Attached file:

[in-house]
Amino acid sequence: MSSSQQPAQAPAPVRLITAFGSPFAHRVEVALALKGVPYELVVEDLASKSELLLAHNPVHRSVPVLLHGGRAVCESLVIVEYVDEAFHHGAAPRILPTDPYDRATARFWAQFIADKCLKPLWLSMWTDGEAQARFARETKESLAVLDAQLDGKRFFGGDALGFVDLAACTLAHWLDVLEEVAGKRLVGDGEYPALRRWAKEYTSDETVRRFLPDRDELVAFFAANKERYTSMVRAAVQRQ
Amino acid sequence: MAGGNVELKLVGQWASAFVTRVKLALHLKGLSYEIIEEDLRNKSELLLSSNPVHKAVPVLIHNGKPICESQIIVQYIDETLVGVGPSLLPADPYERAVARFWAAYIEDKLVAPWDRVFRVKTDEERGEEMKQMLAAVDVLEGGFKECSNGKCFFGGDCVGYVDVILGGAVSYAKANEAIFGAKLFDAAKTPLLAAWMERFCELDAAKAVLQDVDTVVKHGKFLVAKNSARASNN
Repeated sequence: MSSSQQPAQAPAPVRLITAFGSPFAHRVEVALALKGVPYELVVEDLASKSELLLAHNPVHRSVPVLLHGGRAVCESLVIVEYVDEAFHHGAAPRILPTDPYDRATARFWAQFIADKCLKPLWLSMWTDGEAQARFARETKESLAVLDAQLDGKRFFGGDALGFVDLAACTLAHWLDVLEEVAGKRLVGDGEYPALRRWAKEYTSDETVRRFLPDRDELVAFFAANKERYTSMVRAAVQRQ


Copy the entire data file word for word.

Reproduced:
[in-house]
Amino acid sequence: MSSSQQPAQAPAPVRLITAFGSPFAHRVEVALALKGVPYELVVEDLASKSELLLAHNPVHRSVPVLLHGGRAVCESLVIVEYVDEAFHHGAAPRILPTDPYDRATARFWAQFIADKCLKPLWLSMWTDGEAQARFARETKESLAVLDAQLDGKRFFGGDALGFVDLAACTLAHWLDVLEEVAGKRLVGDGEYPALRRWAKEYTSDETVRRFLPDRDELVAFFAANKERYTSMVRAAVQRQ
Amino acid sequence: MAGGNVELKLVGQWASAFVTRVKLALHLKGLSYEIIEEDLRNKSELLLSSNPVHKAVPVLIHNGKPICESQIIVQYIDETLVGVGPSLLPADPYERAVARFWAAYIEDKLVAPWDRVFRVKTDEERGEEMKQMLAAVDVLEGGFKECSNGKCFFGGDCVGYVDVILGGAVSYAKANEAIFGAKLFDAAKTPLLAAWMERFCELDAAKAVLQDVDTVVKHGKFLVAKNSARASNN
Repeated sequence: MSSSQQPAQAPAPVRLITAFGSPFAHRVEVALALKGVPYELVVEDLASKSELLLAHNPVHRSVPVLLHGGRAVCESLVIVEYVDEAFHHGAAPRILPTDPYDRATARFWAQFIADKCLKPLWLSMWTDGEAQARFARETKESLAVLDAQLDGKRFFGGDALGFVDLAACTLAHWLDVLEEVAGKRLVGDGEYPALRRWAKEYTSDETVRRFLPDRDELVAFFAANKERYTSMVRAAVQRQ